• Composting toilet (24 points)
  • 14 points for bronze
    26 points for silver
    41 points for gold
    60 points for emerald


    IEQ

    Indoor Environmental Quality

    Keeping the furnace or air handler out of the garage is worth 5 points. Avoiding atmospherically vented space heating or water heating equipment within the conditioned spaceInsulated, air-sealed part of a building that is actively heated and/or cooled for occupant comfort. is worth another 5 points, while a direct-vent furnace or boiler within the conditioned space gets you an additional 5 points.

    Other measures yeilding points in this category:

    • Direct-vent gas fireplace with gasketed doors,
    • Carbon monoxide alarms,
    • Ducting the range hood to the outside,
    • An energy-recovery ventilator(ERV). The part of a balanced ventilation system that captures water vapor and heat from one airstream to condition another. In cold climates, water vapor captured from the outgoing airstream by ERVs can humidify incoming air. In hot-humid climates, ERVs can help maintain (but not reduce) the interior relative humidity as outside air is conditioned by the ERV. or heat-recovery ventilator(HRV). Balanced ventilation system in which most of the heat from outgoing exhaust air is transferred to incoming fresh air via an air-to-air heat exchanger; a similar device, an energy-recovery ventilator, also transfers water vapor. HRVs recover 50% to 80% of the heat in exhausted air. In hot climates, the function is reversed so that the cooler inside air reduces the temperature of the incoming hot air. .

    36 points for bronze
    65 points for silver
    100 points for gold
    140 points for emerald


    Education

    Operation and Homeowner Education

    Four different manuals are worth 1 point each:

    • A building construction manual (including a green building narrative)
    • A building owner's manual (including manufacturers' manuals)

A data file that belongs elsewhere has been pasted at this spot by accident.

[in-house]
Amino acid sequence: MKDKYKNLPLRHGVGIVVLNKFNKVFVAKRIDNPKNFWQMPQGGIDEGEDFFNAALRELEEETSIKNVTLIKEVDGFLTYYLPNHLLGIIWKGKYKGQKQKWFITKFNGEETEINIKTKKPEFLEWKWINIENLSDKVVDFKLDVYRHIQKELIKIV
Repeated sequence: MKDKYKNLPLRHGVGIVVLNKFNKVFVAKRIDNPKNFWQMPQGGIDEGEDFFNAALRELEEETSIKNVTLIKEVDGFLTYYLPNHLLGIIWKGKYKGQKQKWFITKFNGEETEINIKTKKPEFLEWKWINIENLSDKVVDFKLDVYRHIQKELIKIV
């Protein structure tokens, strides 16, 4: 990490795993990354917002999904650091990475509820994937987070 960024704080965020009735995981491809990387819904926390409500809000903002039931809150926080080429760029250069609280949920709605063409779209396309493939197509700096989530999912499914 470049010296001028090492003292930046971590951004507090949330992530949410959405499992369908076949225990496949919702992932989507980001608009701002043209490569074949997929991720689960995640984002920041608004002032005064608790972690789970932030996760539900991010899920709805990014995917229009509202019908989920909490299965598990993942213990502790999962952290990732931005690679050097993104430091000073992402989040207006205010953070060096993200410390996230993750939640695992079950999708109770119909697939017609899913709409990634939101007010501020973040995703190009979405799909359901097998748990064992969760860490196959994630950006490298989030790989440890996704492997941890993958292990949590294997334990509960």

• A building operation manual (including a list of practices to conserve water and energy)
    • A maintenance manual (including information on changing filters, water heater settings, etc.)

    A builder who provides face-to-face homeowner training can receive an additional 6 points.

    8 points for bronze
    10 points for silver
    11 points for gold
    12 points for emerald


    Extras

    Additional Required Points from Any Category

    The NGBSNational Green Building Standard Based on the NAHB Model Green Home Building Guidelines and passed through ANSI. This standard can be applied to both new homes, remodeling projects, and additions. notes that "the additional points prescribed in Category 7 shall be achieved from any of the categories."

    For houses greater than 4,000 square feet, the number of points needed in this category is increased and the total points required are also increased by the same number of points.

    50 points for bronze
    100 points for silver
    100 points for gold
    100 points for emerald


    NAHB’s Model Green Home Building Guidelines

    NAHB’s Model Green Home Building Guidelines are a less stringent predecessor to the National Green Building StandardNational Green Building Standard Based on the NAHB Model Green Home Building Guidelines and passed through ANSI. This standard can be applied to both new homes, remodeling projects, and additions. . The Guidelines were introduced in 2005 to help NAHB’s 800 affiliate builder organizations develop local programs.